[xxxvi] The Lies and Dangers of Efforts to Change Sexual Orientation or Gender Identity – The Human Rights Campaign

[xxxvii] The Trevor Poject Applauds Research on Conversion Therapy

[xxxviii] Shaming, Reparative Therapy and Suicide by Doug Bennett

[xxxix] Rape Prevention Tips by Leigh Hofheimer

[xl] Reddit – /r/ftm

[xli] Sex Drive on T – Reddit

[xlii] Dealing with increasing sex drive – Reddit

[xliii] Sex Drive on T – Reddit

[xliv] Why Isn’t Sex Addiction in the DSM-5?

[xlv] Sexual desire, not hypersexuality, is related to neurophysiological responses elicited by sexual images by Drs. Steele, Statley, Fong and Prause

[xlvi] Research Shows Cocaine and Heroin Are Less Addictive Than Oreos

[xlvii] Why Isn’t Sex Addiction in the DSM-5?

[xlviii] Transgression as Addiction: Religiosity and Moral Disapproval as Predictors of Perceived Addiction to Pornography by Grubbs, Exline, Paragament, Hook and Carlisle.

[xlix] Get the Facts About Sex Trafficking – She’s Somebody’s Daughter

[l] The Thin Line Between Trafficking and Pornography – Christianity Today

[li] List of Goods Produced by Child Labor or Forced Labor

[lii] Deep Inside: A Study of 10000 Porn Stars by Jon Millward

[liii] Overspending and Decline in Funding Force Invisible Children to Announce 2015 closure by Tom Murphy

[liv] 10 Things You Think You Know About Porn, Which Are Actually Incorrect by Bella Vendetta

[lv] Pornography Actresses: An Assessment of the Damaged Goods Hypothesis by Griffeth, Mitchell, Hard Abrams and Gu

[lvi] Jenna Jameson Calls for Porn Star Union After Actor’s Positive HIV Test by Lindsay Beyerstein

[lvii] Adult Performer Advocacy Committee

[lviii] STDs in the Porn Industry

[lix] US Tower Structure Related Fatalities

[lx] The Average Bra Size In America, Plus 4 Other Breast Size Facts You May Not Have Known by Stephanie Castillo

[lxi] Deep Inside: A Study of 10000 Porn Stars by Jon Millward

[lxii] Calculate your Body Mass Index

[lxiii] The Obesity Epidemic in the United States—Gender, Age, Socioeconomic, Racial/Ethnic, and Geographic Characteristics: A Systematic Review and Meta-Regression Analysis.

[lxiv] Is Porn Harmful – Men’s Health

[lxv] Feminist Porn: Shifting our Sexual Culture by Olivia Tarplin

[lxvi] Feminist Perspectives on Objectification – Stanford Encyclopedia of Philosophy

[lxvii] Feminist Sex Wars – Wikipedia

[lxviii] Feminist views of Pornography – Wikipedia

[lxix] Lesbian Feminism – Wikipedia

[lxx] Make Love, Not Porn by Cindy Gallop

[lxxi] It’s not just men who watch porn! Over half of women regularly watch sexy movies by Katy Winter

[lxxii] One in 3 Women Regularly Watches Porn by Catherine Scott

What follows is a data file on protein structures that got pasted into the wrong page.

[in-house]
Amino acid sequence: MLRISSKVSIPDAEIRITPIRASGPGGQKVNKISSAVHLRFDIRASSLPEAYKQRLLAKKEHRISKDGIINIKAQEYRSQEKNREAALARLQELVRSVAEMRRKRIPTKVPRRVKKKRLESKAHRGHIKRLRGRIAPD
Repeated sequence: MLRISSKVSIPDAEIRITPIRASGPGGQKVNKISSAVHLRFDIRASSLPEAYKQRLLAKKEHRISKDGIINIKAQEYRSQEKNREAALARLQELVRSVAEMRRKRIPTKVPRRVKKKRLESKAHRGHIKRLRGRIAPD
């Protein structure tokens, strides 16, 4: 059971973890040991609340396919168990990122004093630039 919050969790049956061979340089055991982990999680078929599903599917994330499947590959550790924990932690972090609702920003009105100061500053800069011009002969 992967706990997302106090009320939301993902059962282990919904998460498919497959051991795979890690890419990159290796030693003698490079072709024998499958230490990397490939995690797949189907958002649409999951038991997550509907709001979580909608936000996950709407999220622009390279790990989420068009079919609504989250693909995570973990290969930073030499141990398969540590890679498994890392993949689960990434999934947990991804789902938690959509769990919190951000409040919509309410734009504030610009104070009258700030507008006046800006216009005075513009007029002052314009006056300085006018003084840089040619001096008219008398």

[lxxiii] How Many Women Watch Porn? – New York Times

[lxxiv] How Internet Pornographers Market to Women vs. Men by Mark Kastleman

[lxxv] Female Adult Film Stars Above Men on Average Earnings

[lxxvi] I’m Fascinated by Female Pornstars – Thought Catalog

[lxxvii] Women In Porn: They Direct, Win Awards, Control Their Careers; More Progressive Than Hollywood?

[lxxviii] The Sunny Side of Smut by Melinda Wenner Moyer

[lxxix] Why Couples Who Confess to Watching Porn Are Happier and Have Better Relationships by Lizette Borreli

[lxxx] Survey finds married men who watch porn are LESS likely to cheat

[lxxxi] Erotic Art in Pompeii and Herculaneum – Wikipedia

[lxxxii] Pornos – Biblehub

[lxxxiii] Plasma – Biblehub

[lxxxiv] Avah – Biblehub

[lxxxv] Chamad – Biblehub

[lxxxvi] Agab – Biblehub

[lxxxvii] Epithumia – Biblehub

[lxxxviii] Ephesians 2:3; 1 Thessalonians 4:5; Titus 3:3; James 1:15; 1 John 2:16; 1 Peter 2:11; 2 Peter 1:4

[lxxxix] Did Jesus Teach People to Literally Pluck Their Eye Out and Cut Their Hand Off – Biblical Hermeneutics Stack Exchange

[xc] What are Good Contextual Clues That a Passage is Meant to be Read as Hyperbole? – Biblical Hermeneutics Stack Exchange

[xci] Are We to Consider Texts Such as Song of Songs 2:3 to be Euphemistically Sexual? – Biblical Hermeneutics Stack Exchange

[xcii] See NET notes for the New English Translation of the Bible

[xciii] Sexual Allusions and Symbols in the Song of Songs – New Life Community Church

[xciv] The Researchers Who Analyzed All the Porn on the Internet by Maria Szalavitz

[xcv] Why Porn Can Be Good For You (And Society) by Liz Langley

[xcvi] Rule 34 – Wikipedia

[xcvii] How to Become a Sex God by Gregor Schmidinger – TEDx Donauinsel

[xcviii] Brain Structure and Functional Connectivity Associated with Pornography Consumption by Simone Kühn and Jürgen Gallinat

[xcix] Viewing Sexual Stimuli Associated with Greater Sexual Responsiveness, Not Erectile Dysfunction by Nicole Prause and James Pfaus

[c] Astute readers who have read the linked footnotes will notice that “David Lee” is the most common first and last name for male pornstars.